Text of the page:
13. 13. Harassment Is Unwelcome Unwelcome – employee did not solicit orinvite it, and the employee regards theconduct as undesirable or offensive Objectively undesirable or offensive What would a jury think?13
  14. 14.  Quid pro quo– Submission to sexually harassing conduct asa term of condition for employment– Submission to or rejection of such conduct asused as the basis for employment decisionIf you do something for me, I’ll do somethingfor youSexual Harassment14
  15. 15.  Quid pro quo examples– Promise of a raise for sexual favors– Can even come up in a “consensual”relationship– Poor performance evaluation resulting indecreased bonus or raise for reluctance toprovide sexual favors, date, submit to sexualconductSexual Harassment – Examples15
  16. 16. Sexual Harassment – Examples Behaviors that constitute sexual harassment– Sexual remarks– Suggestive looks– Kissing, panting or sexual sounds– Deliberate touching16
  17. 17. Sexual Harassment – Examples Behaviors that constitute sexual harassment– Pressure for dates– Pressure for sexual favors17
  18. 18.  Behaviors that create a hostile environment– Cartoons or posters of a sexual nature– Pictures and jokes on computer, email– Vulgar or lewd conduct– Sexist remarks– Demeaning gender references (“bitches,”“sluts,” etc.)Sexual Harassment – Examples18
  19. 19.  What you just learned about hostileenvironments based on sex is also applicableto hostile environments based on otherprotected classes: race, color, national origin,religion, age, disability, veteran status, etc. Examples?All Protected Classes19
  20. 20.  Managers must take steps to prevent suchharassment and promptly handle employeecomplaints about it If you receive a complaint (formal orinformal), witness inappropriate behavior,hear about inappropriate behavior, or suspectinappropriate behavior, you must contactHuman Resources immediatelyYour Role20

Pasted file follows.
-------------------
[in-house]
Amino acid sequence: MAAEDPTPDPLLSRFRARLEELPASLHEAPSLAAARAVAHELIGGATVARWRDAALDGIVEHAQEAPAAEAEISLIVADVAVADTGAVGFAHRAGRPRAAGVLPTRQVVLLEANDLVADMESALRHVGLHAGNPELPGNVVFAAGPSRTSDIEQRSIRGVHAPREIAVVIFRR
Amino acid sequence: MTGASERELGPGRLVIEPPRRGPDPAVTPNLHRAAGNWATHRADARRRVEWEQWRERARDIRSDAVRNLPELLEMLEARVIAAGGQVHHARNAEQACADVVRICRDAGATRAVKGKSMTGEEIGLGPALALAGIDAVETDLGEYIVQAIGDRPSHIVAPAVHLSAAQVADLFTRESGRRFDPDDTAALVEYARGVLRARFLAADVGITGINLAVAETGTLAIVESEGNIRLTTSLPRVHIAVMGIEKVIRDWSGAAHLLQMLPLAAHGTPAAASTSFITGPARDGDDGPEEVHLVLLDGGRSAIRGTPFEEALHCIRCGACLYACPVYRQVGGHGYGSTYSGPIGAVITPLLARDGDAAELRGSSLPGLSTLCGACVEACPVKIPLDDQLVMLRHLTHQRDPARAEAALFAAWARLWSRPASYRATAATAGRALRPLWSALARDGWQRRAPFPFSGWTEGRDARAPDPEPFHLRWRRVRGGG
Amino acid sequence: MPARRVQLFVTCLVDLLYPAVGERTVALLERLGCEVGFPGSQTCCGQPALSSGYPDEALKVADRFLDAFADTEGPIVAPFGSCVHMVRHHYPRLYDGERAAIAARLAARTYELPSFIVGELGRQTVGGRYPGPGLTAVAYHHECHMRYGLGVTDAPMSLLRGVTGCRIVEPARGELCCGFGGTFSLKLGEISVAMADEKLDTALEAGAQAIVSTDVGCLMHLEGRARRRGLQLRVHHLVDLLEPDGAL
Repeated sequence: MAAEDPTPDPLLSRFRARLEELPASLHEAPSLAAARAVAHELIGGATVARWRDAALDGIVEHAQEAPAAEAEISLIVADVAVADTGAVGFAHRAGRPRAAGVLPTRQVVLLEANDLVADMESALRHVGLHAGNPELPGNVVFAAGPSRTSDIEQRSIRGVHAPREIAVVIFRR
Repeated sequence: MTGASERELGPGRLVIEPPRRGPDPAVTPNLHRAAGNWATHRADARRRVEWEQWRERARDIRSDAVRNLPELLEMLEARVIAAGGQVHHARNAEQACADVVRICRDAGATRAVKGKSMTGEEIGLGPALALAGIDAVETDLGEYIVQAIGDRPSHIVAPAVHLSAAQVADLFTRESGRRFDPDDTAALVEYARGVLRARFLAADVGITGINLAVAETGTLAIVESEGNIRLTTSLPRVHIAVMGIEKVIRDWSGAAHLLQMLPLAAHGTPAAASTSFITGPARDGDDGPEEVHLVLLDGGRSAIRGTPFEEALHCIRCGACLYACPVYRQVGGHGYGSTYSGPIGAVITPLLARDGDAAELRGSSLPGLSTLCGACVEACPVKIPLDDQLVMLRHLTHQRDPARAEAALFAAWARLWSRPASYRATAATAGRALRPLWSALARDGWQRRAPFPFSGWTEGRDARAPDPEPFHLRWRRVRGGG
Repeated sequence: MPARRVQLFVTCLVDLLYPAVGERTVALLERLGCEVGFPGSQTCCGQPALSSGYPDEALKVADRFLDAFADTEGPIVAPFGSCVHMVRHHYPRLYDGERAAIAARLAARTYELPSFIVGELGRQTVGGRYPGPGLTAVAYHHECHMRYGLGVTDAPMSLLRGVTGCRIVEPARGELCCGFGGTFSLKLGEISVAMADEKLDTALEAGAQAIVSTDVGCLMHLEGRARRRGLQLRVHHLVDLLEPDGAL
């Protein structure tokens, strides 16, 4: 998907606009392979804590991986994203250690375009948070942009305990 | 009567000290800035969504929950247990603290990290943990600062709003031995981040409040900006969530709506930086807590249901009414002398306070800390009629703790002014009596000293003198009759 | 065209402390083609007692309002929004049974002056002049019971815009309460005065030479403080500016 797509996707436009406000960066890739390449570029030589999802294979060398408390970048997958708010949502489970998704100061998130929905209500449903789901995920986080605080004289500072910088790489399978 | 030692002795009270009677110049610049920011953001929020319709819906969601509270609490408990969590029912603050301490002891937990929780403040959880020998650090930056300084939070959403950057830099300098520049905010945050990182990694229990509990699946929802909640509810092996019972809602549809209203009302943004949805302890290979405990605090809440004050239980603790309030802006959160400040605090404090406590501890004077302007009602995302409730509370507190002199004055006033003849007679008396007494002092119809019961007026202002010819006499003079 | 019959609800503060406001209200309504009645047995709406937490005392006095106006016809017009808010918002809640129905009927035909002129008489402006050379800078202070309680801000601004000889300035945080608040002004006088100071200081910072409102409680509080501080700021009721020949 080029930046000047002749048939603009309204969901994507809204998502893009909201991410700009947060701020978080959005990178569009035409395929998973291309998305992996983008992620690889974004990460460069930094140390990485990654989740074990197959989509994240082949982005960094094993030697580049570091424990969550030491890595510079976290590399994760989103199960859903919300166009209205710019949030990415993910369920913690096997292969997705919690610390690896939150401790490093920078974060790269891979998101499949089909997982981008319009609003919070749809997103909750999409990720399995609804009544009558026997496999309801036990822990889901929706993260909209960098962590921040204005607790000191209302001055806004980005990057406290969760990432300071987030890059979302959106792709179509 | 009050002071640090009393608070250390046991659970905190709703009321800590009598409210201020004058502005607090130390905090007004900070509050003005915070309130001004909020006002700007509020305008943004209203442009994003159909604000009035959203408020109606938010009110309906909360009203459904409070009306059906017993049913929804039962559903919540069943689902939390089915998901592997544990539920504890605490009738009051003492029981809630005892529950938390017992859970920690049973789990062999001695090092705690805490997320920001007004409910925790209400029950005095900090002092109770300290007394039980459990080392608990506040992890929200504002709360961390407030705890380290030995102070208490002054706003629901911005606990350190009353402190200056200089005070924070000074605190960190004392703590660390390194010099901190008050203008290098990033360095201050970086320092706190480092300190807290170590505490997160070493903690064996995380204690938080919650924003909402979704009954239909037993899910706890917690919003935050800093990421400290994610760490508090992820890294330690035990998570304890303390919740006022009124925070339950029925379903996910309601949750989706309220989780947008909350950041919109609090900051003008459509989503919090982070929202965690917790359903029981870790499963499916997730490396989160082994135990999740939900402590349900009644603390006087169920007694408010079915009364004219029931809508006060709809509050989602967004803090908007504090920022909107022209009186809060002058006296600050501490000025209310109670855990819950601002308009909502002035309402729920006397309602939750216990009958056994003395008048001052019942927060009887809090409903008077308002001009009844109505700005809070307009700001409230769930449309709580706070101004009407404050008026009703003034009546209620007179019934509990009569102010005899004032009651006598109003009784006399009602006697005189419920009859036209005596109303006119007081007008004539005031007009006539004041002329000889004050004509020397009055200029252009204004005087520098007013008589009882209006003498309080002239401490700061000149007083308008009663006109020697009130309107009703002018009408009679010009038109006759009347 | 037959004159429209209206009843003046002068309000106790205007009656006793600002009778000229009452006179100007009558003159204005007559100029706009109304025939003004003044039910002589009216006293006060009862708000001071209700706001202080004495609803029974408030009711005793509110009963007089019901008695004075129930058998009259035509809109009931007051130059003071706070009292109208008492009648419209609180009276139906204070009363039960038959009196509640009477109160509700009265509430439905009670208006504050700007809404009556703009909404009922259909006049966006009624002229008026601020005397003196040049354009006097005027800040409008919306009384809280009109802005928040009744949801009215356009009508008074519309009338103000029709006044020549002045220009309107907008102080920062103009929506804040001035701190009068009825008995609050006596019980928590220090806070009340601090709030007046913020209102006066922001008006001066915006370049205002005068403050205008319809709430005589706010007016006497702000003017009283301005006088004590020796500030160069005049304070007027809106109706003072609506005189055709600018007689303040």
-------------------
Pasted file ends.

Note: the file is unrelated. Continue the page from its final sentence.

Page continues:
21. 21. Your Role Managers must– Be good role models– Take steps to stop harassment– Document incidents with the assistance of HR– Report incidents to HR immediately– Do not conduct investigations unlessauthorized to do so21
  22. 22. Dealing with Harassment Claims Courts look at how a company addressesissues If a supervisor or manager is aware ofharassment by others and does nothing ordoesn’t do enough, Happy Cats will be liablefor the harassment22
  23. 23. Consequences If you do not report it, Happy Cats canget sued You may get sued The company may lose the lawsuit Morale is damaged The company’s reputation is damaged Work suffers This is serious23
  24. 24.  Take every complaint seriously View complaint broadly Contact HR HR will investigate Do not ignore!Dealing with Complaints24
  25. 25. Dealing with Harassment Claims If supervisor or manager participates inharassment, company will be liable forharassment unless:1) company took reasonable steps to preventand correct harassment and2) victim unreasonably failed to complainabout the harassment or otherwise failedto prevent harm25
  26. 26.  Employers take necessary steps to preventharassment– Adopt a no-tolerance policy– Develop appropriate sanctions– Inform employees of their rights andresponsibilities– Develop methods to sensitize allPreventing Unlawful Harassment26
  27. 27.  Preventive program should include:– Proper policy– Proper training– Proper investigation– Proper corrective action– Proper auditingPreventing Unlawful Harassment27
  28. 28. Questions?Conclusion28
  29. 29.  Christina M. Jepsondirect: (801) 536.6820cell: (801) 209.7805email: cjepson@parsonsbehle.comThank You29